Skip to content
All posts

Godot gets Arcweave’s storytelling powers

New Godot plugin fetches complex story and logic from Arcweave—during runtime, too!

Screenshot from the demo game, during dialogue with the healer.Fellow Godot lover, I bring great news! Whether you're developing a narrative-heavy RPG/adventure or writing barks for a FPS, our new plugin brings Arcweave's supreme storytelling powers into your Godot workflow—and it works like magic!

The plugin integrates seamlessly with your Arcweave project, fetching and interpreting all of its aspects: text content, logic, component attributes, you name it. Moreover, it lets you update your story during runtime and from the executable, too!

If you want to offer your writers the unique experience of testing and editing their story using just the packaged game, keep reading, for Godot's sake!

About the plugin

Installing & enabling the plugin

To use the Arcweave plugin, make sure you have Godot 4 .NET installed in your computer.

Due to it including C# scripts, the Arcweave Plugin requires the .NET (mono) version of Godot 4.

You can download Godot from its official website. Once you install it, create a new project.

Then, download the plugin from its Github page. Extract the ZIP and drop its addons\arcweave folder in your Godot project's file system.

Screenshot showing Godot's file system and the plugin's folder.To enable the plugin, follow this checklist:

  1. build your C# solution file;
  2. include the ANTLR library in project_name.csproj;
  3. build your project (the little hammer icon);
  4. enable the plugin;

The steps are covered in detail in the plugin repo's readme file.

Exploring the plugin

The plugin's fundamental parts are:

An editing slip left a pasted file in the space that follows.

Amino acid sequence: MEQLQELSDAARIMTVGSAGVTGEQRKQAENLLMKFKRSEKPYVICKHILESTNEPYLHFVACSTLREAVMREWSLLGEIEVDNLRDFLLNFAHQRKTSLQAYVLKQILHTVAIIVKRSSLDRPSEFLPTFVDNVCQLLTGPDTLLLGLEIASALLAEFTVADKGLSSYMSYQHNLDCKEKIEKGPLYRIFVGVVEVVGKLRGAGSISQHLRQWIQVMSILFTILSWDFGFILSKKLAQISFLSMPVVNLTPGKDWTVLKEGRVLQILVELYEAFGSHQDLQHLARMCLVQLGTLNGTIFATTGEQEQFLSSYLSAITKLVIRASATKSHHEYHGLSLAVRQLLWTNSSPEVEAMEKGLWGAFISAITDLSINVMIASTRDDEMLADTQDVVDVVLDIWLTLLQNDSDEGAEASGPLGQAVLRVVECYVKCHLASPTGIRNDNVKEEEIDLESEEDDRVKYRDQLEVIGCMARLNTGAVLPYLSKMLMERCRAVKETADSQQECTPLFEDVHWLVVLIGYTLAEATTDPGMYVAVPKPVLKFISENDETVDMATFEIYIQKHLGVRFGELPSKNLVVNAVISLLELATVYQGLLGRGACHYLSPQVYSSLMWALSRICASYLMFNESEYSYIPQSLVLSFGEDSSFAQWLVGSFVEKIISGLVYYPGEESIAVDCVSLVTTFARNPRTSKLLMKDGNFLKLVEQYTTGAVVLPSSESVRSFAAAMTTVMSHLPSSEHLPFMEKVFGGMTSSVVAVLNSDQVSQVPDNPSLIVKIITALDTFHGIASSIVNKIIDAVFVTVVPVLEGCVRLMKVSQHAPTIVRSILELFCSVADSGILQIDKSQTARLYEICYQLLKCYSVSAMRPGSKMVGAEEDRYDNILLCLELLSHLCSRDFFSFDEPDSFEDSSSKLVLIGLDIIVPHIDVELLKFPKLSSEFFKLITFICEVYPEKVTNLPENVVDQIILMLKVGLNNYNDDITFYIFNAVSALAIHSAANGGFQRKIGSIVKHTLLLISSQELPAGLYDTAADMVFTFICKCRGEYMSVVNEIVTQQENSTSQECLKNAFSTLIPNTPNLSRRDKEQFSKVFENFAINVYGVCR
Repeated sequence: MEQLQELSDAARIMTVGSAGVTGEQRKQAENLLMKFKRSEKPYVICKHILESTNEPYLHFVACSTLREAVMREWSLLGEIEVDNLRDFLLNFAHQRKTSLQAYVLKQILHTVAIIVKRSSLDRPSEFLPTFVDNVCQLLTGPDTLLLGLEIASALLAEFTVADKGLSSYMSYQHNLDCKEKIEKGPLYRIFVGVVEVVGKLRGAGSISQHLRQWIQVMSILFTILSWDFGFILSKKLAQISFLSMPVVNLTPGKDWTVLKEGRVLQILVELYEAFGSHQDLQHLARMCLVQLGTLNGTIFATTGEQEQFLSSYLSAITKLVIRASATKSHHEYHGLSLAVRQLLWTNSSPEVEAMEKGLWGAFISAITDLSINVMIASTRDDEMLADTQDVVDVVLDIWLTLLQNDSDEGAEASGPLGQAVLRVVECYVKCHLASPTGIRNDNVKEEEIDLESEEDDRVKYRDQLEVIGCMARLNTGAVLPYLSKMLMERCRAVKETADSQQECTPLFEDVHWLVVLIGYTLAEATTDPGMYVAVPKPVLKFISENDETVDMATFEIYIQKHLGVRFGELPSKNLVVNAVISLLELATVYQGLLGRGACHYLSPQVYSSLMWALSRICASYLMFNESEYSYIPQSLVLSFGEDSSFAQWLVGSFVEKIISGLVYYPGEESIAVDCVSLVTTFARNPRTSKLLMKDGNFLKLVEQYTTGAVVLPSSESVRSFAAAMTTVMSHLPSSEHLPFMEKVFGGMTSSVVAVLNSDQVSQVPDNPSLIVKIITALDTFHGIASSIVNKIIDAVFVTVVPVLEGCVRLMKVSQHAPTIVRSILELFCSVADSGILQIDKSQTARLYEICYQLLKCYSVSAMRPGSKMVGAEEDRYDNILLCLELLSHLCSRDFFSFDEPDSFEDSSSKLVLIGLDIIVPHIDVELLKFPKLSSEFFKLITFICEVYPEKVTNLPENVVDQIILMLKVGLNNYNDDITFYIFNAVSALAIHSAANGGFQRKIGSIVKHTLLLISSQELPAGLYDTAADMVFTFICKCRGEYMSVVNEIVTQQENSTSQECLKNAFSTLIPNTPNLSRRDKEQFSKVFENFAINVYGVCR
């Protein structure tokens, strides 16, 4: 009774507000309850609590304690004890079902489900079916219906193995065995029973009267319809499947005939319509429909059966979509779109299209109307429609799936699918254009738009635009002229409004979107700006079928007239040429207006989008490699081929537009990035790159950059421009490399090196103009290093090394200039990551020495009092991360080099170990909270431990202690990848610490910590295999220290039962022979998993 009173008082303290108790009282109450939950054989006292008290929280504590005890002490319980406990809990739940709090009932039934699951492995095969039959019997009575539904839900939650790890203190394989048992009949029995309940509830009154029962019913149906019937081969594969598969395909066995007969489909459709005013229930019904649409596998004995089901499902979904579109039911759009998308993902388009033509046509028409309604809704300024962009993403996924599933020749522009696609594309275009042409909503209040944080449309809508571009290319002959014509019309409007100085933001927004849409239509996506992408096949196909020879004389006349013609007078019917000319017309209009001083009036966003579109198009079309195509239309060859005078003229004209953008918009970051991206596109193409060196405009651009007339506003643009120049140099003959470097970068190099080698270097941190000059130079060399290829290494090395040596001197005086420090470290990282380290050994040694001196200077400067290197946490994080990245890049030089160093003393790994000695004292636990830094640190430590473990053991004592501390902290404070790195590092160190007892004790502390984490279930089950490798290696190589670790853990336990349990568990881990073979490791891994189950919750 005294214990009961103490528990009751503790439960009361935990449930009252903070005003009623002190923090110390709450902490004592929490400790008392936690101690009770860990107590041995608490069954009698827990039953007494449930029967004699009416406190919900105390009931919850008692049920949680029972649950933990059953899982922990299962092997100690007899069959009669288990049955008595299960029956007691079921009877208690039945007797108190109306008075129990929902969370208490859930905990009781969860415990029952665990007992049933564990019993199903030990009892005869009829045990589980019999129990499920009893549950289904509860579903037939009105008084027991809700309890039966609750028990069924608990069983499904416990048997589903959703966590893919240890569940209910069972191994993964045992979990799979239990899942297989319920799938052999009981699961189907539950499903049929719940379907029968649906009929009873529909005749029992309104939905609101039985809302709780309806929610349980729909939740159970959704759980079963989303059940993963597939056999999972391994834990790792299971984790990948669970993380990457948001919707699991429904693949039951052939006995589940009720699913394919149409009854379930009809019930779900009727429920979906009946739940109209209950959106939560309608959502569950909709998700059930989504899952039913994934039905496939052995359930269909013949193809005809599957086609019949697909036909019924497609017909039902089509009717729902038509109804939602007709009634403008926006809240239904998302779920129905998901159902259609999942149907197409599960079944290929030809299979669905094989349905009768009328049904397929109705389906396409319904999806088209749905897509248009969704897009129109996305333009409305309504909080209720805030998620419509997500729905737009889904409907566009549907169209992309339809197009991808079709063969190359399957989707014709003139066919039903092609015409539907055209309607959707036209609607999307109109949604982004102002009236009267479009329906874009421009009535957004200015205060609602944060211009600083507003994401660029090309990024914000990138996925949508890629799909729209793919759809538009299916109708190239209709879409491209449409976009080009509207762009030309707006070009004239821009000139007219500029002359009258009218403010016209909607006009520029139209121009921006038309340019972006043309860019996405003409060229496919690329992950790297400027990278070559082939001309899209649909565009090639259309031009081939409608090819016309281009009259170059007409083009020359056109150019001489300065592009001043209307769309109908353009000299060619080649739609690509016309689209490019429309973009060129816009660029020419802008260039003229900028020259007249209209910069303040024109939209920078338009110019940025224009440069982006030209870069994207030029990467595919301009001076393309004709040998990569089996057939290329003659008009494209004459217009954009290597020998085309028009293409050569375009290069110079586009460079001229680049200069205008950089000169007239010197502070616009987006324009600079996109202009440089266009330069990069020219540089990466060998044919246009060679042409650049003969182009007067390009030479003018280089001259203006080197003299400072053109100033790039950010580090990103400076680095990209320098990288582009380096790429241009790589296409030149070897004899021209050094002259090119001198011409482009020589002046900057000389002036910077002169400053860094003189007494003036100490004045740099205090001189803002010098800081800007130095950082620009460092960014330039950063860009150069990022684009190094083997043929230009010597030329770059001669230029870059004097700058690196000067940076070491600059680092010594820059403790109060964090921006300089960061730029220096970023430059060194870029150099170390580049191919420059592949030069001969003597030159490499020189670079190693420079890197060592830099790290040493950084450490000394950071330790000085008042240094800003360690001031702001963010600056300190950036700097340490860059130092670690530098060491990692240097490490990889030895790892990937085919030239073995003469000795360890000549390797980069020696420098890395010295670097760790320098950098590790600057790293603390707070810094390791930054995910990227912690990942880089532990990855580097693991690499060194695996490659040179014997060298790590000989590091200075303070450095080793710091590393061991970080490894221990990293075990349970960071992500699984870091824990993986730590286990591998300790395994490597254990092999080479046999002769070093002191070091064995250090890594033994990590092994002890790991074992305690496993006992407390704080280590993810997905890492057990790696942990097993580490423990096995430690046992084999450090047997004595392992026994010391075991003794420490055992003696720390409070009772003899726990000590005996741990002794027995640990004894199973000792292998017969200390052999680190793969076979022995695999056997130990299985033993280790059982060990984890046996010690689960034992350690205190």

Story: object responsible for following the Arcweave story flow. Not only does the Story class provide access to the current element, its content, and the player options, it also keeps track of the variables' state and the number of visits of every element.

ArcweaveAsset: resource storing the Arcweave project's data, so Godot can directly access them. Can receive data from local JSON file or webAPI.

ArcweaveNode: node that loads the ArcweaveAsset for direct access in the scene tree. It initialises the story object, handles story updates, and emits a signal once the update is done. Remember: this plugin allows story updates and data fetching during game runtime—the ArcweaveNode handles any requests we make to Arcweave's web API.

Play Mode Example

To demonstrate a simple integration, we created a Godot adaptation of Arcweave's Play Mode. It uses the Castle project, Arcweave's interactive fiction example.

Screenshot of the Play Mode game in Godot, with its text content, option buttons, and UI buttons.You can download this from the Releases section of the plugin's repo.

This project provides examples for using the plugin in both a GDScript and a C# game. Moreover, it shows 2 ways of implementing the ArcweaveAsset: one using the ArcweaveNode and one without it.

As in the original Play Mode, we advance by pressing the option buttons. Saving and loading is a bonus: if we press this Menu button, we can save our progress and later on Load it. Finally, if we have set up our ArcweaveAsset properly, we can click the Refresh button and fetch any story updates in runtime.

3D Game Example

To demonstrate a more sophisticated integration, we created a short 3D game that uses the Arcweave plugin for Godot.

3d-demo-2To let you experiment with the plugin, the game includes important implementations:

  • interaction triggers dialogue: instead of the Play Mode approach (one starting element & one story flow), each NPC has their own dialogue tree, triggered when we interact with them.
  • dialogue handling: a simple text window, option buttons, and the speaker's avatar;
  • component attributes define game elements: character names, sprite colors, health bar colors;
  • variable assignments trigger game events: inventory I/O, health bar update, animations;
  • runtime story updates via web API: in-game API key & hash fields, runtime data-fetch button.

Downloading and playing

To open and run the game in the Godot editor:

  • Download the game from its Github repo;
  • Extract the ZIP;
  • Import it in Godot and open it;
  • Build;
  • Reload it from Project > Reload Current Project.

This enables the plugin. The game's ArcweaveNode already has an ArcweaveAsset loaded: story.tres, therefore, you can run the project immediately.